The tone of Foreign Minister Pradeep Kumar Gyavali and his team  was vastly different at the  sixth meeting of the India-Nepal Joint Commission, co-chaired by Indian External Affairs Minister S. Jaishankar and his Nepalese counterpart Pradeep Kumar Gyawali,  held on January 15 in New Delhi. Gyawali denied his government being under influence of any foreign power.

For good measure, he openly preferred the readily available Indian vaccine against Covid-19 to the Chinese that is not yet ready. New Delhi, helping out the entire neighbourhood anyway, gifted one lakh doses. Oli himself thanked Indian counterpart Narendra Modi for the making the entire scenario of health diplomacy an important cornerstone of fixing the past issues of ambiguity and apprehension.

With India-baiting rested — for now — it is time for elections, whenever they take place. There could be realignment of forces. Oli had earlier merged his party with the Maoists to pre-empt an alliance between the latter and the Nepali Congress. Now, there are reports that Oli will seek support from the Nepali Congress and.  remain at the helm of power.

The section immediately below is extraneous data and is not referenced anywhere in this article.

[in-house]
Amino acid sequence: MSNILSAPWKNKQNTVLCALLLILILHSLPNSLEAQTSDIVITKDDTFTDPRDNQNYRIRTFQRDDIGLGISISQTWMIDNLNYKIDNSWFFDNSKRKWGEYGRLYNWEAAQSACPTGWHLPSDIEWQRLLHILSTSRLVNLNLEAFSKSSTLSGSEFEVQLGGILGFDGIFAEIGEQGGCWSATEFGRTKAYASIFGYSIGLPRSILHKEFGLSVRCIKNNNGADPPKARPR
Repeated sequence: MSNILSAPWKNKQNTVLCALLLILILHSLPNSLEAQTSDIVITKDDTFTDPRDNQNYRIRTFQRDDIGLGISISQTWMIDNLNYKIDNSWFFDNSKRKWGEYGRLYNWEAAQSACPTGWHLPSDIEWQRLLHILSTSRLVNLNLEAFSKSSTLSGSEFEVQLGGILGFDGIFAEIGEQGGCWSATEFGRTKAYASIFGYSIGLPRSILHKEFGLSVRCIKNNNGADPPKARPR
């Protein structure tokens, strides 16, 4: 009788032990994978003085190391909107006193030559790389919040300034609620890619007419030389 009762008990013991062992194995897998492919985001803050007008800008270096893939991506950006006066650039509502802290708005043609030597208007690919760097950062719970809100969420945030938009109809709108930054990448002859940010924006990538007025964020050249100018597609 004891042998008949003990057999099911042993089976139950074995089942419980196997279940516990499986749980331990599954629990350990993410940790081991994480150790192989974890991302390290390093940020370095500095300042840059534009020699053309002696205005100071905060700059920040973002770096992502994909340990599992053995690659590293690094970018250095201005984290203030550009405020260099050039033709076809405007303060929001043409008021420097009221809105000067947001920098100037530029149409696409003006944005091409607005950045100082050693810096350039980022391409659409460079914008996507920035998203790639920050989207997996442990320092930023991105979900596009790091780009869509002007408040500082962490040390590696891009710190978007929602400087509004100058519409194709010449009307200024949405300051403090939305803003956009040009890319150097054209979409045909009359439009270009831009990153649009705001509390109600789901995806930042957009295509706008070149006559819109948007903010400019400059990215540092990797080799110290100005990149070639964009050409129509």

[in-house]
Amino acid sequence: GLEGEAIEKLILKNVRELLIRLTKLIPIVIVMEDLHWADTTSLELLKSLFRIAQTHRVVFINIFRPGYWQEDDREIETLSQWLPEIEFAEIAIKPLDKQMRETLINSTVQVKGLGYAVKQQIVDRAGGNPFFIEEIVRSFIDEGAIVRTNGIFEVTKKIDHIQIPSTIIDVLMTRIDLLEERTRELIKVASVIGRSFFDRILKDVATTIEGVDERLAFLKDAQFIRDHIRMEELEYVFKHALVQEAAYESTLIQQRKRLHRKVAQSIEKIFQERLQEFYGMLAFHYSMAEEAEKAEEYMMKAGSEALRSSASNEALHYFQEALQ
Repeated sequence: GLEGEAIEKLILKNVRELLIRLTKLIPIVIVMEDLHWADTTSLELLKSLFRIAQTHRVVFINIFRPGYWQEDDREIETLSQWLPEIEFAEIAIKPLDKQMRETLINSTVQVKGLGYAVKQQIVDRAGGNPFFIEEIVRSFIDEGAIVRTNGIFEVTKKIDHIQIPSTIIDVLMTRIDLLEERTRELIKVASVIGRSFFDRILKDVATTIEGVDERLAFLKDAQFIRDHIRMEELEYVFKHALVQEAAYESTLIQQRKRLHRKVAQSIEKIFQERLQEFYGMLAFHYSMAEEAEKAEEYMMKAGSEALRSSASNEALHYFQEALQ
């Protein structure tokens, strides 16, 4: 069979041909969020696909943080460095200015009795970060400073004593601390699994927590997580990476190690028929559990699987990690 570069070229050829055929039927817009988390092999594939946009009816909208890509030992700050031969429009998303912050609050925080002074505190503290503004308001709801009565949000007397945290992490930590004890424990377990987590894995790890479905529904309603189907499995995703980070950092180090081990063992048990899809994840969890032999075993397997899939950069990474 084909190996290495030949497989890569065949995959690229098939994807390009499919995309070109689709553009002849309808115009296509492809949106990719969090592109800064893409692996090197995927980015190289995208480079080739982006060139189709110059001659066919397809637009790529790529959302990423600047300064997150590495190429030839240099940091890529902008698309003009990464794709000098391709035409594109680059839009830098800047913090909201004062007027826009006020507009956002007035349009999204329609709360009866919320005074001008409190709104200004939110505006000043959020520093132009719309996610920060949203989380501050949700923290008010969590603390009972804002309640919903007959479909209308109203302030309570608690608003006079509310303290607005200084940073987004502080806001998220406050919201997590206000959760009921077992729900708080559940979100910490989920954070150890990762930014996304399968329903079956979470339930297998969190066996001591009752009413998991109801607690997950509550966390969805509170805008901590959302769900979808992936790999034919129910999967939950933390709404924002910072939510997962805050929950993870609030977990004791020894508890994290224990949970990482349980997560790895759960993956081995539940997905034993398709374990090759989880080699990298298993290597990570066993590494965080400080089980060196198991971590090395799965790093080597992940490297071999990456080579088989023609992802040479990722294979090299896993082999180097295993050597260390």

Reports from Kathmandu indicate that the Nepal Army that plays a significant presence in the country’s polity, has made it clear that it will remain neutral in the ongoing political developments. Whether it will resist Oli’s likely attempts to use security forces to quell street protests and any violence during electioneering remains to be seen.

Nepal seems to be its summer of discontent amidst political uncertainties and economic stress caused by the Covid-19 that has hurt tourism, its main money-spinner.


Mahendra Ved is a veteran journalist who has served with the Times of India, Hindustan Times and United News of India. The writer can be reached at mahendraved07@gmail.com